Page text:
protest a year ago.
"Denmark demands the Danish-Bahraini citizen and human rights activist
Khawaja be freed," said Prime Minister Helle Thorning-Schmidt on Tuesday
at a press conference.
Al-Khawaja's daughter, Zainab, speaks to Al Jazeera
"According to our information, Khawaja's condition is very critical," she
Kwawaja's lawyer Mohammed al-Jeshi told the AFP news agency on Monday that
Khawaja was feared to have died, after Bahraini authorities turned down
repeated requests to contact him.
The last time he contacted Khawaja was on Saturday, a day after he was
moved from the interior ministry hospital into a military hospital in
Manama, he said.
Reacting to his statement, Bahrain's interior ministry said later on
Monday that Khawaja was in "good health".
A Danish foreign ministry spokesman said Khawaja was alive on Monday
according to "credible independent sources" who saw him that day.
Danish ambassador to Bahrain Christian Koenigsfeldt was not allowed to see
the prisoner on Sunday or Monday, as he has done daily, the spokesman told
Denmark has asked Bahrain to send Khawaja to the Scandinavian country but
Bahrain's official news agency BNA reported on Sunday that Manama has
rejected the request.
UN Secretary-General Ban Ki-moon has said Bahrain should consider the
transfer of Khawaja to Denmark on humanitarian grounds.
UN spokesman Martin Nesirky told reporters that "in cases where there is a
hunger strike, the health and well-being of the person should be the
Western rights groups say Khawaja and 13 other opposition figures in
prison for their role in last year's protests are prisoners of conscience
and should be freed.
Zainab al-Khawaja, the daughter of Abdul Hadi al-Khawaj, told Al Jazeera
that the family had "no idea" about the state of his health as they had
not been allowed to call or visit him.
On Monday, his lawyer Mohammed al-Jishi told the AFP news agency:
"Authorities have been refusing since yesterday all requests, made by
myself and by his family, to visit or contact al-Khawaja."
Jishi said the last time he contacted Khawaja was on Saturday, a day after
he was moved from the interior ministry hospital to a military hospital in
Speaking to Al Jazeera, Fahad al-Binali, from Bahrain's Information
Affairs Authority, said that it "must be remembered that the convictions
against Abdul Hadi al-Khawaja are serious charges".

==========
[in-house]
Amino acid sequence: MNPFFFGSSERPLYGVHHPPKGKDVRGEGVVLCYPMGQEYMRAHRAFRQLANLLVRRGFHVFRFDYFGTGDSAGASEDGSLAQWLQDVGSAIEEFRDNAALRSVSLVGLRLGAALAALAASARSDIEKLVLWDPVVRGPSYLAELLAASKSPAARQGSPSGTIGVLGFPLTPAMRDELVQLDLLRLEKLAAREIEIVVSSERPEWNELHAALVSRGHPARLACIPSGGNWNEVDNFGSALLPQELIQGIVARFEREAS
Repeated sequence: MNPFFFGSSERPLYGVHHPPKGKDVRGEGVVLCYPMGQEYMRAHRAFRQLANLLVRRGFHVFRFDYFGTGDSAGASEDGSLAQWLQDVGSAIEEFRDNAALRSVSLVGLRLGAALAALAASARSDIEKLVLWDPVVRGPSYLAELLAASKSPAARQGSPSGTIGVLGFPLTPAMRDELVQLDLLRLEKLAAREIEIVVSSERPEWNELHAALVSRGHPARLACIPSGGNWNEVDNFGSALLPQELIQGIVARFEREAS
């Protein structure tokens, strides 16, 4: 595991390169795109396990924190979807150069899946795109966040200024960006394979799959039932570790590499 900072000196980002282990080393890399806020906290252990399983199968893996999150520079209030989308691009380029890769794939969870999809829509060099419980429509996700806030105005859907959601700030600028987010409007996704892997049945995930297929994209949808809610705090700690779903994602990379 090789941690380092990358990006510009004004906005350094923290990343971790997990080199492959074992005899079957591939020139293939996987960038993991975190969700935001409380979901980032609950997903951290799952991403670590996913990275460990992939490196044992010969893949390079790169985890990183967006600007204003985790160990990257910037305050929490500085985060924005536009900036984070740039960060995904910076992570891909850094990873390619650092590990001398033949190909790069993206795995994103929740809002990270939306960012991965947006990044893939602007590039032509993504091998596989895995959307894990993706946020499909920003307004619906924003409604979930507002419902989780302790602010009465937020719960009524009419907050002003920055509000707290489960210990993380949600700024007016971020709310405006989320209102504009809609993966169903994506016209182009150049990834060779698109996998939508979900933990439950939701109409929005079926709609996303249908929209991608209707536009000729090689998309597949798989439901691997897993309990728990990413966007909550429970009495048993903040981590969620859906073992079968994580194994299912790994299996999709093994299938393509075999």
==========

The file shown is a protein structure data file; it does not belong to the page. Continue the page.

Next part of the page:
Formula One winner Jackie Stewart speaks to Al Jazeera about the Bahraini
"Any person who demands reform must understand that the rule of law comes
first," he said.
Protesters have also demonstrated against plans to host the Formula One
Grand Prix this month in Manama.
Last year's race in Bahrain was postponed, reinstated and then cancelled
due to the uprising and bloody crackdown.
The governing International Automobile Federation and Bahrain organisers
have all said the race is still on for April 22.
But Formula One teams headed to China on Monday for a race on April 15
still unsure whether their return trip would take in Bahrain for the
following race amid the safety fears.
Team sources told the Reuters news agency that some had hedged their bets
by routing personnel on return flights via Abu Dhabi, Dubai or Oman with
alternative reservations for the last leg of the journey back from
Saudi activist on hunger strike 'in danger'
A human rights group says Mohammad al Bajadi,a Saudi Arabian activist,
stopped drinking water, and is fainting.
11 Apr 2012 Al Jazeera
A Saudi human rights group voiced alarm about the health of one of its
jailed members, who has been on hunger strike for almost a month and has
recently stopped drinking water also.
"The interior ministry... carries full responsibility over the
deteriorating health condition of prominent rights activist and member of
the association Mohammed bin Saleh al-Bajadi," the Saudi Civil and
Political Rights Association (ACPRA) said.
Bajadi "stopped drinking water early Saturday... fainting four times in a
row, which proves that his life is in danger and his death inevitable,"
said the statement.
But interior ministry spokesman Mansur al-Turki denied to AFP that Bajadi
is on hunger strike.
"Bajadi is taking his meals regularly and is in good health," he said.
The rights group called for Bajadi's "immediate release," saying he must
face a "fair public trial."
According to the Gulf Center for Human Rights (GCHR), he is protesting his
ill-treatment and arbitrary detention, after which he was kept in solitary
confinement for four months.
"Mohammad al-Bajadi shouldn't be imprisoned for peacefully exercising his
rights to freedom of expression and assembly," said Nabeel Rajab, director
of GCHR, and added, "I call on the Saudi king to immediately release him
and do everything in his power to protect and support the legitimate work
of human rights defenders and also to meet all legal obligations under
Last month, ACPRA said Bajadi, 34, was arrested after publicly revealing
information about the alleged "death by torture of Yemeni citizen Sultan
Abdo al-Duais" while in Saudi custody.
He was arrested at his home in Buraidah, al-Qassim province by security
forces on 21 March 2011 and remains in incommunicado detention since, said
A fellow activist, who spoke to AFP on condition of anonymity, said Bajadi
has been charged with "inciting people to protest, possession of banned
books and damaging the reputation of the state."
The GCHR reported that the ministry of interior has also imposed a
ten-year travel ban on Sheikh Mukhlif al-Shammari, another human rights
Shammari, a writer and prominent rights advocate, was arrested in June
2010 and charged with "disturbing others" through his articles. This
charge was eventually dismissed in the Court of First Instance.
He was stopped on April 8th while trying to cross by land into Bahrain.
"They have taken this action because of my peaceful activities in defense
of human rights," Shammari said. "This ban is a violation of all treaties
signed by Saudi Arabia to protect human rights."
Saturday, April 14, 2012
April 13, 2012 CNN